This time around they have taken to looking at personnel early and often for the Broncos, hoping to avoid the end of season workload that they had to suffer through last year. Curious about their early start this year, I asked them about what went down last year in the situation room (the room where they do their super computer analysis of the Broncos), and what was to be expected this year. Head Analyst was kind enough to take some time and answer my questions.
styg50: You've said things need to change for the NPLB analysts this year. Could you explain that?
Head Analyst: (sighing heavily) You should have seen it in there last year Styg. It was a mess, with half cocked theories, endless calculations and feathers everywhere. We made the mistake of getting started on the analysis much too late... with only 3 or 4 weeks left in the season if I recall correctly. Our first report was after the Chicago game I think. Part of that was, of course, funding. It wasn't until you got that NPLB Bill passed in the MHR Congress that we were really able to sink our teeth into the numbers, but we should have been organized way before that. But I don't want to make excuses, I just want to get the analysis in. To that end, I'm getting the troops armed early this year.
styg50: I'll say. Don't you think pre-season is a little TOO early for this kind of thing? I mean, we don't even know who the team is going to consist of yet.
HA: Now is the perfect time. It is a chance to test the theory. If it meshes with the results, the players who make the roster, then we have got something we can work with. Better to know now than when the Broncs are on their way to New York to play the Bretts... Keep in mind this is going to be a much different analysis from last year. We are striving for a good comparative structure for the reports on the players. That means trial and error. Theory just won't cut it.
styg50: You mention comparative structure. Care to elaborate? I know last year the focus was on drive comparison, so what exactly is going to change?
HA: This is really the heart of the whole system. Last year we worked from the drive charts. We were trying to establish trends and find the signature inconsistencies that would help point us in the right direction for our analysis of the film. We got lucky early when the analysts, on a hunch, focused on Matt Lepsis. At the time no one was questioning the ProBowler, but I think a lot of the work the NPLB did was able to shed some light on that issue. That saved us a lot of work, which was essential to turning out reliable reports at the time, as late in the season as it was. Can you imagine if the hunch had been wrong? How much time we would have spent breaking down non-critical film? Total we broke down 10 games for 2007, 4 in situ, and 6 from earlier in the season, 3 of the worst and 3 of the best.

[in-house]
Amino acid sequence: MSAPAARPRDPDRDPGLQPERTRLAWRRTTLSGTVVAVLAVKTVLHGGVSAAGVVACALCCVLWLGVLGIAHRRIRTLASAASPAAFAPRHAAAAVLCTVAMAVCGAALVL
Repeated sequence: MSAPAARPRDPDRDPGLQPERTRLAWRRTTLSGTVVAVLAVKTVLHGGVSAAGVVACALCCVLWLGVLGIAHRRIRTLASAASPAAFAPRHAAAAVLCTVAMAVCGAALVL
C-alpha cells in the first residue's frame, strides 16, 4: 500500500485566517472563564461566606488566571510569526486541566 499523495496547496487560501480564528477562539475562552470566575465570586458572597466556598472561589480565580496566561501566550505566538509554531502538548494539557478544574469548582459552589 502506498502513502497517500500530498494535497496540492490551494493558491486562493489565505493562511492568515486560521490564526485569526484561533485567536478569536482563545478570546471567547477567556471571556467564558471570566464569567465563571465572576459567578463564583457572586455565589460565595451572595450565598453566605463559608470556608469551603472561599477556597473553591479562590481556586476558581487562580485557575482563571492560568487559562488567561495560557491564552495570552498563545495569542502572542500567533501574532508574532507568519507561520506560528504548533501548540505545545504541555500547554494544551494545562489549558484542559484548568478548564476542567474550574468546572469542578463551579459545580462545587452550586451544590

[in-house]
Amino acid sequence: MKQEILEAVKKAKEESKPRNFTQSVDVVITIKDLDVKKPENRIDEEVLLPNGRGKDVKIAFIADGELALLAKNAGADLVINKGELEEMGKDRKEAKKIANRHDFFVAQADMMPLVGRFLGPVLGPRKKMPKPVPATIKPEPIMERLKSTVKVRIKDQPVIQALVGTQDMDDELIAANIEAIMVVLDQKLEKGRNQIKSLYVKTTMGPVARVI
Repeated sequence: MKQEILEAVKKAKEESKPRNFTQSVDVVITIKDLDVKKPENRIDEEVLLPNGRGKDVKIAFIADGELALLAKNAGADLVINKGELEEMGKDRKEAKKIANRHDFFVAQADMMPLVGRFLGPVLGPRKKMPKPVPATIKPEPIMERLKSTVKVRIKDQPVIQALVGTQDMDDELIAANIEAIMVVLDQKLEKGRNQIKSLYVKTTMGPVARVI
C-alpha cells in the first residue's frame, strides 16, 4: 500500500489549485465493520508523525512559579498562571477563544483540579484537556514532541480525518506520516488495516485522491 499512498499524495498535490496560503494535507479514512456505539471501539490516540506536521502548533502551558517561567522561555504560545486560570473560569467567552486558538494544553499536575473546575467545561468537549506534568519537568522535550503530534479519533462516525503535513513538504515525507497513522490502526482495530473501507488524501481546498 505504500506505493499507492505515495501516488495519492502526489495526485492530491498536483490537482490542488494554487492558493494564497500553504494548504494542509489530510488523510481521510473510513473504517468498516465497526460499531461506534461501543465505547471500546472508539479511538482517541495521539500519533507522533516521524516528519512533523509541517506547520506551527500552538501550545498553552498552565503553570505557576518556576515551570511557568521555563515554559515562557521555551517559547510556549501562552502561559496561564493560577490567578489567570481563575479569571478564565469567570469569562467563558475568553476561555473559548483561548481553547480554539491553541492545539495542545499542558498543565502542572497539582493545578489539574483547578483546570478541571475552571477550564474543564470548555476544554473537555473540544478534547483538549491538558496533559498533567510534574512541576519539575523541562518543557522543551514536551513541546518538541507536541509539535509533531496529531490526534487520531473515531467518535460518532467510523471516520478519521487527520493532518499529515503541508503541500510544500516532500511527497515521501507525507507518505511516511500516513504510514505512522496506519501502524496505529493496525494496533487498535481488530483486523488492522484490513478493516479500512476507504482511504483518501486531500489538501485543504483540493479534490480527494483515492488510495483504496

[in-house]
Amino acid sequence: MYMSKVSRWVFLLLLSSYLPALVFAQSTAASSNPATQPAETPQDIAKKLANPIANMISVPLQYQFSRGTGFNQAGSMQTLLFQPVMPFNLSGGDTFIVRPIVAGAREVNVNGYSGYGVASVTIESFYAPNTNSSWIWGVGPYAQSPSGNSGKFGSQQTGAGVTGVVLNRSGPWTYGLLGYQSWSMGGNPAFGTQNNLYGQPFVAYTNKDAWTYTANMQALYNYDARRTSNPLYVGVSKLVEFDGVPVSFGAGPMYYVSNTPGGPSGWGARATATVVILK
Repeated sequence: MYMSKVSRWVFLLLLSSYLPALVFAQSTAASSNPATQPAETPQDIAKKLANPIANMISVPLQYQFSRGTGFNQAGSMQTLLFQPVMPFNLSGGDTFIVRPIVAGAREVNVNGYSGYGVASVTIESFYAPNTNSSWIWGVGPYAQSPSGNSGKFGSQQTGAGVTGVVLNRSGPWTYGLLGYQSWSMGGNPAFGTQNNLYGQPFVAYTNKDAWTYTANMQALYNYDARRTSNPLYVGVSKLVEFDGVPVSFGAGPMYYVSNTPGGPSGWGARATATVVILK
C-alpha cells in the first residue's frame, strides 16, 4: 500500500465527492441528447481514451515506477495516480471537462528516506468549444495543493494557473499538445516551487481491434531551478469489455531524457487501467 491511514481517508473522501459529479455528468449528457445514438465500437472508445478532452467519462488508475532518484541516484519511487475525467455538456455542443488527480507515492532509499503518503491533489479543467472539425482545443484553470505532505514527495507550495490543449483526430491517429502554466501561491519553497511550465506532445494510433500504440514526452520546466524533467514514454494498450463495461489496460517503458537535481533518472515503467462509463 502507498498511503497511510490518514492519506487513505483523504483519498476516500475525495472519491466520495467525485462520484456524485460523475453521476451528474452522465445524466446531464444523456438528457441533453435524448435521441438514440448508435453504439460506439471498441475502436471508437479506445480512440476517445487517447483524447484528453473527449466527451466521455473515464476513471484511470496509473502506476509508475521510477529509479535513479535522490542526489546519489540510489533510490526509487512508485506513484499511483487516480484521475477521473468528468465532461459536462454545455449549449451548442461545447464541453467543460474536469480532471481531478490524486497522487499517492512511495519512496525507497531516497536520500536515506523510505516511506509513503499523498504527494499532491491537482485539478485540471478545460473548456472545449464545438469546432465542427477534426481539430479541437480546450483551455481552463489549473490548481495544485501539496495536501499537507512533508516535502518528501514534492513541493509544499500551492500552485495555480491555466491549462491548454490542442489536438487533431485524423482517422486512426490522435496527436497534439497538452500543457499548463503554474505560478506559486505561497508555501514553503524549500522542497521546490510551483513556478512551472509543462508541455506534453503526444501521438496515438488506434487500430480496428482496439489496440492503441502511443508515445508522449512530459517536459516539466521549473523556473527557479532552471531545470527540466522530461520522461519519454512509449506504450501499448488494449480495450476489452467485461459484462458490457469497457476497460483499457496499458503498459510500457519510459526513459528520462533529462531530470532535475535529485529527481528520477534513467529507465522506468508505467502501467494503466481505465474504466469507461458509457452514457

styg50: And this year?
HA: We want to remove the need for a lucky hunch from the equation. That means tracking EVERY player, every down, every minute of the every game. More work from week to week, but less risk of overworking at the end of the season when the answers are most needed. The early numbers say that this is a borderline playoff team. Our goal is to present a record of this team that is unassailable. Win-Loss records can be questioned. Stats can be questioned. We want a document in hand that serves as a definitive answer.
styg50: Lofty goal.
HA: Perhaps. All I know is we have about fifteen coffee and coke-zero loving analysts who think its possible.
styg50: So where does the comparative structure come into the picture?
HA: The work the analysts are doing right now consists of essentially scouting every play, and every player for the Broncos. DTs are scouted as DTS, QBs are scouted as QBs. They are graded individually for technique, and the game itself, the context if you will, is graded ond overlaid on their evaluations. The second part is a work in progress and will be ready for the home-opener in oakland, but the personnel evaluations are going in full force. After we have individual grades for each player we establish an average, or baseline, for that player, that we subsequently compare to their evaluation, which we score on a rising scale (i.e 1-10 or whatever, it is different for different positions). The result is a percentage, a number universally consistent from player to player.
styg50: I see. With numbers for different positions that mean the same thing, you are able to compare them. But why would you want that?
HA: That is the comparative structure. When a DT can be compared to a QB, or when a MLB can be compared to a tailback, you gain perspective on who is contibuting and who isn't. Instead of relying on a hunch you have objective data to direct your focus. The hope is that the comparisons will allow you to cut through the mess of the game logs we are recording, and find the exact moments and players that require deeper analysis. The logs are huge. Sifting through them at the end of the season is too late to be truly objective and useful, but with a tool like the comparative structure, finding what you are looking for will be fast and easy. And accurate. Above all, acurate.
styg50: Sounds like a real asset. Speaking of game logs, huge is a good word. The one you turned in for the Dallas game was 36 pages long! Impressive figuring that you don't have any thumbs... I'm looking forward to breaking it down using the NPLB Comparative Structure (CS). I figured I would start with OLine and QBs.
HA: Starting at the begining is always a good idea. Good luck and GO BRONCOS!!!
Coming Tomorrow: NPLB Offensive Personnel Report--OLine and QBs!